Saturday, October 20, 2018
My parents went to France last year and their hotel in Toulouse was across the street from a store that sells all kinds of kitchenware. My mother asked me if I wanted her to bring me back anything, and I couldn’t pass up a madeleine tin! It’s almost flat, so it really didn’t take up that much room in her suitcase, and I love that I have a real French madeleine tin. Finding a good madeleine recipe took longer than I thought, though. I first tried maple almond madeleines that, while good, did not satisfy me. There was too much batter for my standard tin (I would have needed to make something like three batches), they stuck to the pan despite my greasing it, and they were not what I had in mind for a madeleine, as neither the taste nor texture were what I had expected.
So I looked through some of my cookbooks, and after my initial disappointment that David Lebovit’z Ready for Dessert didn’t have a recipe for them, I realized that Nigella Lawson’s How to Be a Domestic Goddess did have one. But it didn’t work as written, as the baking temperature was much too high; plus, I had to adapt it to my standard-size pan, as opposed to her miniature pan.
The version below is mine, slightly adapted from Nigella Lawson’s. Note that a more traditional version would probably have you replace the rose water with finely grated lemon zest and/or vanilla. Use lactose-free butter if you have it, but know that I used Earth Balance stick margarine without any problem. To be really precise, you can melt 5 tablespoons of it, weigh out 50 grams for the recipe, and use the rest to grease the madeleine tin (with leftovers), which is what I did the first time I made it, but on the second go-round, I found that melting 4 tablespoons total was just enough. Finally, you can put regular sugar in the food processor to make it more like caster sugar – since the amount is given by weight, it’s very easy to measure. These came out perfect! I was very happy with them.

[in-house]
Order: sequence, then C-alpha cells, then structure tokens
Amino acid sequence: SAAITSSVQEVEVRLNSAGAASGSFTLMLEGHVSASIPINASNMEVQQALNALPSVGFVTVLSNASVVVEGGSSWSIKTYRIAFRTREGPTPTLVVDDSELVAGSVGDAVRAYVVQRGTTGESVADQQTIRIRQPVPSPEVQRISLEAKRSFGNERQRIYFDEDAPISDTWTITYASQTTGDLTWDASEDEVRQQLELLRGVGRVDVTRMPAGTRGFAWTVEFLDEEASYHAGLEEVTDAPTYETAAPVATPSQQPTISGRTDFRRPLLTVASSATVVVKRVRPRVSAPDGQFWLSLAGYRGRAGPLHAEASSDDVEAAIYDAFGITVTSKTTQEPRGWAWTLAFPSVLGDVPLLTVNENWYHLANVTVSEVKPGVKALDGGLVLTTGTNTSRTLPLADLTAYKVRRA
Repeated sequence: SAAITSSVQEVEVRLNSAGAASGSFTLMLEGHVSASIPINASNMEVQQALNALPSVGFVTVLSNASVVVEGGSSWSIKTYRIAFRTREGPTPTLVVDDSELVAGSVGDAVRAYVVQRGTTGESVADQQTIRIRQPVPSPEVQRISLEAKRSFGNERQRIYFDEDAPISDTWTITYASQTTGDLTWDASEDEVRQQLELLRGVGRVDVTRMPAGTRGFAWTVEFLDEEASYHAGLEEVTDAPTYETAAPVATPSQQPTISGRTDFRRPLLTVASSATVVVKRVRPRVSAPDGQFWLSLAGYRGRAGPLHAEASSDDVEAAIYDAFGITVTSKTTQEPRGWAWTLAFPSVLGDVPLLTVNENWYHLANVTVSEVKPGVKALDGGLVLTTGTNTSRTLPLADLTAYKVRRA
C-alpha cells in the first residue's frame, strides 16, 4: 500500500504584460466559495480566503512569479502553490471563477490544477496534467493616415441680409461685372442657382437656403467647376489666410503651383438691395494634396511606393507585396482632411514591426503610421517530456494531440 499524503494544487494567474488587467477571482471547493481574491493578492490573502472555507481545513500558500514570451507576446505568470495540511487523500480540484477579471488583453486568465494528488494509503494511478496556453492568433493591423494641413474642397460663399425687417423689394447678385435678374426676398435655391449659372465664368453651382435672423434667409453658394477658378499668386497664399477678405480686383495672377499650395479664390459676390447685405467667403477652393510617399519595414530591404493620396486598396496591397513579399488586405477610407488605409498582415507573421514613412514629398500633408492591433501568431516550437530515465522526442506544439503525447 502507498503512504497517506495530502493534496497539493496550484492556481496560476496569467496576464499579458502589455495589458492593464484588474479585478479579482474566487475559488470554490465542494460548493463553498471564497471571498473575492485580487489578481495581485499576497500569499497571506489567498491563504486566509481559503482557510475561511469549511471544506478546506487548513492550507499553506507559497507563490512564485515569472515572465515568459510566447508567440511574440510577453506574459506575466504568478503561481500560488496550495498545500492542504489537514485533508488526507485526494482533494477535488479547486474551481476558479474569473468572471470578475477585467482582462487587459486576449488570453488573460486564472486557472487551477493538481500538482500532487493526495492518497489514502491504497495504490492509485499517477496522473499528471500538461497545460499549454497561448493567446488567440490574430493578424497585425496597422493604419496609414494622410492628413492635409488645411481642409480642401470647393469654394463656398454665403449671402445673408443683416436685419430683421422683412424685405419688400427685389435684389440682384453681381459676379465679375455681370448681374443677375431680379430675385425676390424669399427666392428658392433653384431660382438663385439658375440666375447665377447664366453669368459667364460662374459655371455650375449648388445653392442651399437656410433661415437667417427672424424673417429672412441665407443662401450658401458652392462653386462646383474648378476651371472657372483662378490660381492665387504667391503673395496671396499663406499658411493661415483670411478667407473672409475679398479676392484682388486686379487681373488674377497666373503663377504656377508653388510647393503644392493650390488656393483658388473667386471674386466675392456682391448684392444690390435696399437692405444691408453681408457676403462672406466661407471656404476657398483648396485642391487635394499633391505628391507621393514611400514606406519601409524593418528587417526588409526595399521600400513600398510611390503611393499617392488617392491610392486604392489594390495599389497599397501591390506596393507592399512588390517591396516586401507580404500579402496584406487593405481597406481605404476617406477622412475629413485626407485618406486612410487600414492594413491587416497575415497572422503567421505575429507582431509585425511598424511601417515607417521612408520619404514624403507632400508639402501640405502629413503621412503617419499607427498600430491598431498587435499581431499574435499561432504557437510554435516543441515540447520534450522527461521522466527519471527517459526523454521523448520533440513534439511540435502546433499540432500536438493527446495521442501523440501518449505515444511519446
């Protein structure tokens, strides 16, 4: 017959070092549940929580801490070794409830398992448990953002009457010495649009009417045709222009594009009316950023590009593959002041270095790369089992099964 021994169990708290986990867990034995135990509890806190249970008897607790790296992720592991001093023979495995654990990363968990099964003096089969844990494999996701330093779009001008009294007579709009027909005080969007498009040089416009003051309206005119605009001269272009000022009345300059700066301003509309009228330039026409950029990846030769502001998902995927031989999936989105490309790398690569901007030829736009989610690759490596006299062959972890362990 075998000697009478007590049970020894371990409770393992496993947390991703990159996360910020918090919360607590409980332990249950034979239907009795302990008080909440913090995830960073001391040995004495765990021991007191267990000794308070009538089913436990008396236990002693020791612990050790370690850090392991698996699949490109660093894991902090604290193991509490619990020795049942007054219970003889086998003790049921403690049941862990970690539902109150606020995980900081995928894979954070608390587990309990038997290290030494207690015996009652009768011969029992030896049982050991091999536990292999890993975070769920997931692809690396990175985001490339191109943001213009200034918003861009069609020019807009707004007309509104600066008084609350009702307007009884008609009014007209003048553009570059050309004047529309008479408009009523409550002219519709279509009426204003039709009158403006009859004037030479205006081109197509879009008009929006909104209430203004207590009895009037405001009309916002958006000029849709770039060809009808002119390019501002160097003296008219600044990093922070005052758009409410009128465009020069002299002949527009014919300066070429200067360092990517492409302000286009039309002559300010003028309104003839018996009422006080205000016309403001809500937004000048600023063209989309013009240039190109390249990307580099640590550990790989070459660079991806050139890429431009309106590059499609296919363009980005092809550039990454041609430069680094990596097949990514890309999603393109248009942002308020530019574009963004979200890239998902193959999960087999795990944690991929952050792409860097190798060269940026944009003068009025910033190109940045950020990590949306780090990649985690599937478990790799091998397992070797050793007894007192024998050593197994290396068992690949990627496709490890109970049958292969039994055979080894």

50 g. lactose-free butter, plus 1 tablespoon for greasing (see note above)
1 large egg
40 g. caster sugar
1 pinch of salt
45 g. all-purpose flour (white flour, not white whole wheat this time)
1 Tbsp. rosewater
icing sugar, for dusting
Melt all the butter over a low heat, then leave to cool.
Beat the egg, caster sugar and salt in a bowl for about 5 minutes, preferably with an electric mixer of some sort, until it’s as thick as mayonnaise. Then sift the flour into the egg and sugar mixture and fold it in with a wooden spoon or spatula.
Set aside a scant tablespoon of the cooled, melted butter (for greasing the madeleine tin) and fold in the rest along with the rosewater. Mix well, but not too vigorously.
Leave to rest in the fridge for 1 hour, then take out and leave at room temperature for half an hour.
Preheat the oven to 375 °F.
Generously brush the insides of the madeleine tin (I used a standard tin with 12 indentations) with the tablespoon of butter (melting more if you feel you need it) before filling them with the cake mixture. I had roughly 1 heaping tablespoon per indentation. Don’t worry about covering the molded indentations; in the heat of the oven, the mixture will spread before it rises.
Bake for 8 minutes (you could check a bit before, and if your oven runs colder than mine, it could take a few minutes longer, but mine were spot-on at 8 minutes).
Turn out and let cool on a rack, then dust with icing sugar.